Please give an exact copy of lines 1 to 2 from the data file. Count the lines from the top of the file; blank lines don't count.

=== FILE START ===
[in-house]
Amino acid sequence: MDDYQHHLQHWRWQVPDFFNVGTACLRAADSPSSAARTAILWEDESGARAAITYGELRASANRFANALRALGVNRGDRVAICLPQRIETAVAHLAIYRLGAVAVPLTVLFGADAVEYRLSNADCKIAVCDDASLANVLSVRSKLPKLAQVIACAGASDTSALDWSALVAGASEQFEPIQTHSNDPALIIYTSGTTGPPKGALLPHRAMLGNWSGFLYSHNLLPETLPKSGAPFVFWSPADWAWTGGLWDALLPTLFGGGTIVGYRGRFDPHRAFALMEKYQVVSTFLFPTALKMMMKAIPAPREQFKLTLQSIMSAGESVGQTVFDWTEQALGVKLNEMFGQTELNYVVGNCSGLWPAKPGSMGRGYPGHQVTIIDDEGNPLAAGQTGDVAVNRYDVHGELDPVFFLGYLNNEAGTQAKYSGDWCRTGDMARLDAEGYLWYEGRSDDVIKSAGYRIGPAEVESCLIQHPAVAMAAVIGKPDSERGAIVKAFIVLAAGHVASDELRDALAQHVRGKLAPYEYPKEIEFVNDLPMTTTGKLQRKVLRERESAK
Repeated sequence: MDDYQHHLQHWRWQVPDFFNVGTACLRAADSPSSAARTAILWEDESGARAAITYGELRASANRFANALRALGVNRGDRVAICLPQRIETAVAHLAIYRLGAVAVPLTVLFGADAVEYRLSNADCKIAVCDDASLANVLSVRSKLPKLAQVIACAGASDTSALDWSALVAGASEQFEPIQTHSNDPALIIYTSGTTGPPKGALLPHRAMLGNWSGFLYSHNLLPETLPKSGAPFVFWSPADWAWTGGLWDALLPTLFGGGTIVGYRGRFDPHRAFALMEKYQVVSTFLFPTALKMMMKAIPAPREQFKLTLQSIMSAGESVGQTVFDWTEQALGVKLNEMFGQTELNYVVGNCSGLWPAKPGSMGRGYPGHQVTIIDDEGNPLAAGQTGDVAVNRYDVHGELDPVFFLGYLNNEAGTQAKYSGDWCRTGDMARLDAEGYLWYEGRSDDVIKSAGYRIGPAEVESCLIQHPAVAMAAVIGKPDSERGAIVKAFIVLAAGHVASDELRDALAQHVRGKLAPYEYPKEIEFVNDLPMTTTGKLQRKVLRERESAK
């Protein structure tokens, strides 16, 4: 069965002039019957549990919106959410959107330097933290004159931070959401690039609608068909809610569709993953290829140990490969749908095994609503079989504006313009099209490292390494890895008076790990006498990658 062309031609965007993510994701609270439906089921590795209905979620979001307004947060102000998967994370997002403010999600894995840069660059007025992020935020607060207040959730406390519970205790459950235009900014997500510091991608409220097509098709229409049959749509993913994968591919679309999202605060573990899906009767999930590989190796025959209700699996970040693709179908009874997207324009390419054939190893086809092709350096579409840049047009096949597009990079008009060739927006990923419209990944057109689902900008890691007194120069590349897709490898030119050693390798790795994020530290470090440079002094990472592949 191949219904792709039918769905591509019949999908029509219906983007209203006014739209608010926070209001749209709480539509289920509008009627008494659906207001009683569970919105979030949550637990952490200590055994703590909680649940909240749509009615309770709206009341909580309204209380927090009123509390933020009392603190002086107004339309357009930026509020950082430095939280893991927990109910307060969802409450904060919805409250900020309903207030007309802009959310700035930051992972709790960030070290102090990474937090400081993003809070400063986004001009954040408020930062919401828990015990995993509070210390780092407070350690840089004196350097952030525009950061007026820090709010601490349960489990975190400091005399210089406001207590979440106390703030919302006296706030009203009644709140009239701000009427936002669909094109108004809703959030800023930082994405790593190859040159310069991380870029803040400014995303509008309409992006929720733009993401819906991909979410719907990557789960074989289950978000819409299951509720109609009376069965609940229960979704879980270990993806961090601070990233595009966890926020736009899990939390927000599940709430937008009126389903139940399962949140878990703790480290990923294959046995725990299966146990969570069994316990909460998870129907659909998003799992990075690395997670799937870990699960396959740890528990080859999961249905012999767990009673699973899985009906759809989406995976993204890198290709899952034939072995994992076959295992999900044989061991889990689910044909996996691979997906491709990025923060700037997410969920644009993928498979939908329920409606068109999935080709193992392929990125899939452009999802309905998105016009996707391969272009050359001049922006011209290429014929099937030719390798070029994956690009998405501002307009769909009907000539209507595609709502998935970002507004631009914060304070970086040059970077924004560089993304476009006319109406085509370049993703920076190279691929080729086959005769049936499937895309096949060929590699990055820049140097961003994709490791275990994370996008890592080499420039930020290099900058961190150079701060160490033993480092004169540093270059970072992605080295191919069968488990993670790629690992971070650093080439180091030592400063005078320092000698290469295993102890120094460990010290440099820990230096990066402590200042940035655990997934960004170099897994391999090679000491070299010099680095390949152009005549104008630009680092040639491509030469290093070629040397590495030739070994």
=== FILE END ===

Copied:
[in-house]
Amino acid sequence: MDDYQHHLQHWRWQVPDFFNVGTACLRAADSPSSAARTAILWEDESGARAAITYGELRASANRFANALRALGVNRGDRVAICLPQRIETAVAHLAIYRLGAVAVPLTVLFGADAVEYRLSNADCKIAVCDDASLANVLSVRSKLPKLAQVIACAGASDTSALDWSALVAGASEQFEPIQTHSNDPALIIYTSGTTGPPKGALLPHRAMLGNWSGFLYSHNLLPETLPKSGAPFVFWSPADWAWTGGLWDALLPTLFGGGTIVGYRGRFDPHRAFALMEKYQVVSTFLFPTALKMMMKAIPAPREQFKLTLQSIMSAGESVGQTVFDWTEQALGVKLNEMFGQTELNYVVGNCSGLWPAKPGSMGRGYPGHQVTIIDDEGNPLAAGQTGDVAVNRYDVHGELDPVFFLGYLNNEAGTQAKYSGDWCRTGDMARLDAEGYLWYEGRSDDVIKSAGYRIGPAEVESCLIQHPAVAMAAVIGKPDSERGAIVKAFIVLAAGHVASDELRDALAQHVRGKLAPYEYPKEIEFVNDLPMTTTGKLQRKVLRERESAK